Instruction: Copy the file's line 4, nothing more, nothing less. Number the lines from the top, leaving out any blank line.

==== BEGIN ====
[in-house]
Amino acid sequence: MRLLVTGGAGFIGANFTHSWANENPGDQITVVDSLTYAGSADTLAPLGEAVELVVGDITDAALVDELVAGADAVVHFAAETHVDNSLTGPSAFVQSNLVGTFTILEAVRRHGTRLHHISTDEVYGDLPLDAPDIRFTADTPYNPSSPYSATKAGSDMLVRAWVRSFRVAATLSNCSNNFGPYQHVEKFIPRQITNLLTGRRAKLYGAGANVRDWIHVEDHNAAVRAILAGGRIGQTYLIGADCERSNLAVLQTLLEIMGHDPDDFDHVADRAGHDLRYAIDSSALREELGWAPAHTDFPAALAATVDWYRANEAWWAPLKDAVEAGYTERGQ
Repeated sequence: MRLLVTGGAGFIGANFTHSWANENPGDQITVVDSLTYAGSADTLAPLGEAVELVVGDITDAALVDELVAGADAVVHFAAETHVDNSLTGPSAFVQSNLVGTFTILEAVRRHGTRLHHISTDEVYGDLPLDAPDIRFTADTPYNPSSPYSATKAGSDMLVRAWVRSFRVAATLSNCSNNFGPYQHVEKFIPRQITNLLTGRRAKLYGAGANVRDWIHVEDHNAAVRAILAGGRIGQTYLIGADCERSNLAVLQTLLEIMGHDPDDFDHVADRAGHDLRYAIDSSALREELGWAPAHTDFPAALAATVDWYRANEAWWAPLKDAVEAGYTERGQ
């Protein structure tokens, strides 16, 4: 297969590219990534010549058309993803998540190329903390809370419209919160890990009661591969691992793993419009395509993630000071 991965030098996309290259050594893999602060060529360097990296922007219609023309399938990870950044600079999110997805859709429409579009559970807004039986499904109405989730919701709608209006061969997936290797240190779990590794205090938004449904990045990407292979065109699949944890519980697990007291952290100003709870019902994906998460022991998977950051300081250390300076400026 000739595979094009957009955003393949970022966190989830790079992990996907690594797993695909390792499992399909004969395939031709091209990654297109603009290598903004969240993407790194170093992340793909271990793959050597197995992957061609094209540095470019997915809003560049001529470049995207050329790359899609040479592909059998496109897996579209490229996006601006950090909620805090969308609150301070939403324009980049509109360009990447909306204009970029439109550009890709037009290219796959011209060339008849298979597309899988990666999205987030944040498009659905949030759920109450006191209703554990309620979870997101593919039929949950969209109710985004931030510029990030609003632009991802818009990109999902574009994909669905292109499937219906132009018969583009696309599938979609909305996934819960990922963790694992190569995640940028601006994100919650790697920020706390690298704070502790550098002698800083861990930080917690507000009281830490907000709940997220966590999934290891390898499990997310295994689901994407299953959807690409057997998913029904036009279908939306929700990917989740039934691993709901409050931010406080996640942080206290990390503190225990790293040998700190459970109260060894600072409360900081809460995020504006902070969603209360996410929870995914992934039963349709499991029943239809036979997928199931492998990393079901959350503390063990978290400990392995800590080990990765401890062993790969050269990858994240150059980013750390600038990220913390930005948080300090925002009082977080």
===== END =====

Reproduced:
């Protein structure tokens, strides 16, 4: 297969590219990534010549058309993803998540190329903390809370419209919160890990009661591969691992793993419009395509993630000071 991965030098996309290259050594893999602060060529360097990296922007219609023309399938990870950044600079999110997805859709429409579009559970807004039986499904109405989730919701709608209006061969997936290797240190779990590794205090938004449904990045990407292979065109699949944890519980697990007291952290100003709870019902994906998460022991998977950051300081250390300076400026 000739595979094009957009955003393949970022966190989830790079992990996907690594797993695909390792499992399909004969395939031709091209990654297109603009290598903004969240993407790194170093992340793909271990793959050597197995992957061609094209540095470019997915809003560049001529470049995207050329790359899609040479592909059998496109897996579209490229996006601006950090909620805090969308609150301070939403324009980049509109360009990447909306204009970029439109550009890709037009290219796959011209060339008849298979597309899988990666999205987030944040498009659905949030759920109450006191209703554990309620979870997101593919039929949950969209109710985004931030510029990030609003632009991802818009990109999902574009994909669905292109499937219906132009018969583009696309599938979609909305996934819960990922963790694992190569995640940028601006994100919650790697920020706390690298704070502790550098002698800083861990930080917690507000009281830490907000709940997220966590999934290891390898499990997310295994689901994407299953959807690409057997998913029904036009279908939306929700990917989740039934691993709901409050931010406080996640942080206290990390503190225990790293040998700190459970109260060894600072409360900081809460995020504006902070969603209360996410929870995914992934039963349709499991029943239809036979997928199931492998990393079901959350503390063990978290400990392995800590080990990765401890062993790969050269990858994240150059980013750390600038990220913390930005948080300090925002009082977080």